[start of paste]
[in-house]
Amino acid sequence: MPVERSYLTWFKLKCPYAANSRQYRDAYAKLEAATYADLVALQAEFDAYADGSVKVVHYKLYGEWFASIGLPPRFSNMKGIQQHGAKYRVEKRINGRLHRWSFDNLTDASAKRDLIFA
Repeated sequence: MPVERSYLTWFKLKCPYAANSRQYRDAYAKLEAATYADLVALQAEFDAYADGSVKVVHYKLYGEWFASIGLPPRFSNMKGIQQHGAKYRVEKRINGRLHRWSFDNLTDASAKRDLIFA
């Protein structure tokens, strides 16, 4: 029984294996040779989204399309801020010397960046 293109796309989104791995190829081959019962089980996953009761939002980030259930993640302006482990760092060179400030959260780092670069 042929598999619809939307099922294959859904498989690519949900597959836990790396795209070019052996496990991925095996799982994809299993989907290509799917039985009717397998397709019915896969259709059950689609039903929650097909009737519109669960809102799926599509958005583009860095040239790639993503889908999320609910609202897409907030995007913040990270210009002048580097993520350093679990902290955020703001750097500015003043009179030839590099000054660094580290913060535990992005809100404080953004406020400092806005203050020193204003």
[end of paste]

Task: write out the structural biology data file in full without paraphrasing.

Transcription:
[in-house]
Amino acid sequence: MPVERSYLTWFKLKCPYAANSRQYRDAYAKLEAATYADLVALQAEFDAYADGSVKVVHYKLYGEWFASIGLPPRFSNMKGIQQHGAKYRVEKRINGRLHRWSFDNLTDASAKRDLIFA
Repeated sequence: MPVERSYLTWFKLKCPYAANSRQYRDAYAKLEAATYADLVALQAEFDAYADGSVKVVHYKLYGEWFASIGLPPRFSNMKGIQQHGAKYRVEKRINGRLHRWSFDNLTDASAKRDLIFA
């Protein structure tokens, strides 16, 4: 029984294996040779989204399309801020010397960046 293109796309989104791995190829081959019962089980996953009761939002980030259930993640302006482990760092060179400030959260780092670069 042929598999619809939307099922294959859904498989690519949900597959836990790396795209070019052996496990991925095996799982994809299993989907290509799917039985009717397998397709019915896969259709059950689609039903929650097909009737519109669960809102799926599509958005583009860095040239790639993503889908999320609910609202897409907030995007913040990270210009002048580097993520350093679990902290955020703001750097500015003043009179030839590099000054660094580290913060535990992005809100404080953004406020400092806005203050020193204003």